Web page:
The fastest algorithm is not always the best option. Consider the context of the problem you’re trying to solve and give each complexity a weighting factor appropriate to it, to arrive at a best algorithm for the context.
3. BigO practice problems
Question 1:
If a binary search tree is not balanced, how long might it take (worst case) to find an element in it?
Solution:
O(n), where n is the number of nodes in the tree. The max time to find an element is the depth of the tree. The tree could be a straight list downwards and have depth n.
Question 2:
Work out the computational complexity of the following piece of code.
Solution:
Running time of the inner, middle, and outer loop is proportional to n, log n, and log n, respectively. Thus the overall complexity is O(n(log n)^2).
More detailed optional analysis gives the same value. Let n=2k . Then the outer loop is executed k times, the middle loop is executed k+1 times, and for each value j=2^k, 2^(k−1), ... , 2, 1, the inner loop has different execution times:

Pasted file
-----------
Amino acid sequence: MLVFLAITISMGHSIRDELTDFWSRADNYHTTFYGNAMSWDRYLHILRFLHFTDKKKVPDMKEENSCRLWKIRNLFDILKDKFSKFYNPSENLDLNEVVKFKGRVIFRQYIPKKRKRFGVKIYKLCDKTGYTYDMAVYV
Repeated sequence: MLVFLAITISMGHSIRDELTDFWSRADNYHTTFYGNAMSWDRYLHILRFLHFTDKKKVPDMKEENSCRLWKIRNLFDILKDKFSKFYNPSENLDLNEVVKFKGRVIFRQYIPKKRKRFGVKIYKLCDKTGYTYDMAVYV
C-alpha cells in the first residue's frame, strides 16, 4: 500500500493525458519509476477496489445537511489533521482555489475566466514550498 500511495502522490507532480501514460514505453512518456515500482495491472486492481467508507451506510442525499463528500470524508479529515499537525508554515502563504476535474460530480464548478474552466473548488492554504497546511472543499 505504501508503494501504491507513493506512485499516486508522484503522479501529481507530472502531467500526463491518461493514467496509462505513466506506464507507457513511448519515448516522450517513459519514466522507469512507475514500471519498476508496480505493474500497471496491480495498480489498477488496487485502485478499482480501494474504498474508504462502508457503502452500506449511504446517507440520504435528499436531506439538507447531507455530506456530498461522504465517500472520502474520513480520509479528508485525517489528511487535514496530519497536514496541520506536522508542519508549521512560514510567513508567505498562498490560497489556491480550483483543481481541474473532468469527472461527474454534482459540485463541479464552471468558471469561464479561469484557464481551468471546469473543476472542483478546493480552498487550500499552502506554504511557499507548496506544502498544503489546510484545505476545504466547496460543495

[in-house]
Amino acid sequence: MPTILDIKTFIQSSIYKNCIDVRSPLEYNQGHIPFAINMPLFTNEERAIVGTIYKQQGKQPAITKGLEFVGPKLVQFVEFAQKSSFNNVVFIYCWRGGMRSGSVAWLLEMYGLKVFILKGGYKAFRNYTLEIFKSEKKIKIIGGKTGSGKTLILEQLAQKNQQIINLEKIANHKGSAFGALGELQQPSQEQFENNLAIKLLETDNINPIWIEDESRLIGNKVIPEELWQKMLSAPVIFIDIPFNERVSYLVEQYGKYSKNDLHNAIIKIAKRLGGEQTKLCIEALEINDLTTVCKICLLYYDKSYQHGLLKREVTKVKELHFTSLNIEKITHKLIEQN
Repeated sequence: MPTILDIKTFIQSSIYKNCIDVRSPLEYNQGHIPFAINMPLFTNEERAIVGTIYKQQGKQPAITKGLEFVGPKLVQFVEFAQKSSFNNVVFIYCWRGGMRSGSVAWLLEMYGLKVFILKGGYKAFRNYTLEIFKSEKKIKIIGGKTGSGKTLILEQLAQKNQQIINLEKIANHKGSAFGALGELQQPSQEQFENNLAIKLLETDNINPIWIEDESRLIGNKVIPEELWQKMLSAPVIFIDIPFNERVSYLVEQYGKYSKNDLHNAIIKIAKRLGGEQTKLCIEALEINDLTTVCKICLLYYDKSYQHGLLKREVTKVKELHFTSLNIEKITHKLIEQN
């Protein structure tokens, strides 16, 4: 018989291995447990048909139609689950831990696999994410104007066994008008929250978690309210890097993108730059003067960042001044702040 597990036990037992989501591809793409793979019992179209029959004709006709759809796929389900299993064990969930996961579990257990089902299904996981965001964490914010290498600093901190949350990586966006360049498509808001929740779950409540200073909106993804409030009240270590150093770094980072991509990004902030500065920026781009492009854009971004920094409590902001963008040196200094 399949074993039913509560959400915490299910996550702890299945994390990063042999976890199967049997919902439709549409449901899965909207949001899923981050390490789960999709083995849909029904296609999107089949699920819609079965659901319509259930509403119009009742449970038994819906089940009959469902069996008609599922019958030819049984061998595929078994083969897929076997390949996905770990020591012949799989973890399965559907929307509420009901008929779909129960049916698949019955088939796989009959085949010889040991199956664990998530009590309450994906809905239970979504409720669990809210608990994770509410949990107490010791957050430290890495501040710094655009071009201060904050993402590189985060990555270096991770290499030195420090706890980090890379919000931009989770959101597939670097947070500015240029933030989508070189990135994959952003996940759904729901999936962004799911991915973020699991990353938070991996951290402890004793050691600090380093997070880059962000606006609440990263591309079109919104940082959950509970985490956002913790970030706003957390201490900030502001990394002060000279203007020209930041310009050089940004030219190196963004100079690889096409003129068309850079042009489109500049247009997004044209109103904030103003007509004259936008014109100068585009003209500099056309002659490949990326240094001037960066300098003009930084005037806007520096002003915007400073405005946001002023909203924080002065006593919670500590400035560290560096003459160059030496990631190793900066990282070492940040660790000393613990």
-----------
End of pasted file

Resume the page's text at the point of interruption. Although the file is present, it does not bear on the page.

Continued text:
In total, the number of inner/middle steps is:
1 + k · 2^(k−1) − (1 + 2 + ... + 2^(k−1)) ½ = 1 + k · 2^(k−1) − (2^k − 1)½
= 1.5 + (k − 1) · 2^(k−1) ≡ (log2 n − 1)n/2 = O(n log n)
Thus, the total complexity is O(n(log n)^2).
Question 3:
Assume that the array a contains n values, that the method randomValue takes constant number c of computational steps to produce each output value, and that the method goodSort takes n log n computational steps to sort the array. Determine the bigO complexity for the following fragments of code, taking into account only the above computational steps:
Solution:
The inner loop has linear complexity cn, but the next called method is of higher complexity, n log n. Because the outer loop is linear in n, the overall complexity of this piece of code is O(n^(2) log n).
Question 4:
The following code sums the digits in a number. What is its bigO time?
Solution:
O(log n). The runtime will be the number of digits in the number. A number with d digits can have a value up to 10^d . If n=10^d , then d=log n.